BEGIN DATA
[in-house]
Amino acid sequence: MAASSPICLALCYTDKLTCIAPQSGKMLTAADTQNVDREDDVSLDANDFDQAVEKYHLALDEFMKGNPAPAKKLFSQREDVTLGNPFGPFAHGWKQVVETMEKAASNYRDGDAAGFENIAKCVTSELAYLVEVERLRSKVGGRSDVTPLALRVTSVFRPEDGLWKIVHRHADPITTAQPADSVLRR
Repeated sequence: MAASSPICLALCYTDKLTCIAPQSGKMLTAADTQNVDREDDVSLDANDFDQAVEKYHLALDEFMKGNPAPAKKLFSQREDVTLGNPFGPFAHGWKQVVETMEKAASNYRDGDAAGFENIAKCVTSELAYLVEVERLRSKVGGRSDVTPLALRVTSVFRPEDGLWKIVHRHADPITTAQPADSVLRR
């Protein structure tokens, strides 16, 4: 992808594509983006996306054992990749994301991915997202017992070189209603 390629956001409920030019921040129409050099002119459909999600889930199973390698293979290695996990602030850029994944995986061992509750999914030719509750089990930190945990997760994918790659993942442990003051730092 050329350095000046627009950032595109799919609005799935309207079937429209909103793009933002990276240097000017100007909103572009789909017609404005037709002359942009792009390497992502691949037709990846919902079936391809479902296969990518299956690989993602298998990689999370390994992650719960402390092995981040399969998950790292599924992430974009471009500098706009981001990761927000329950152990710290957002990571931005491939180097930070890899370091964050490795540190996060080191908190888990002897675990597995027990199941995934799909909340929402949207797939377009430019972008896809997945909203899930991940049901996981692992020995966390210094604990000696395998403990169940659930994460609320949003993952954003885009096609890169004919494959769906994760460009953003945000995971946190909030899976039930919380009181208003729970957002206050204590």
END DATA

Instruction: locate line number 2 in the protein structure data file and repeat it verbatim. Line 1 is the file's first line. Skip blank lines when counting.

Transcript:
Amino acid sequence: MAASSPICLALCYTDKLTCIAPQSGKMLTAADTQNVDREDDVSLDANDFDQAVEKYHLALDEFMKGNPAPAKKLFSQREDVTLGNPFGPFAHGWKQVVETMEKAASNYRDGDAAGFENIAKCVTSELAYLVEVERLRSKVGGRSDVTPLALRVTSVFRPEDGLWKIVHRHADPITTAQPADSVLRR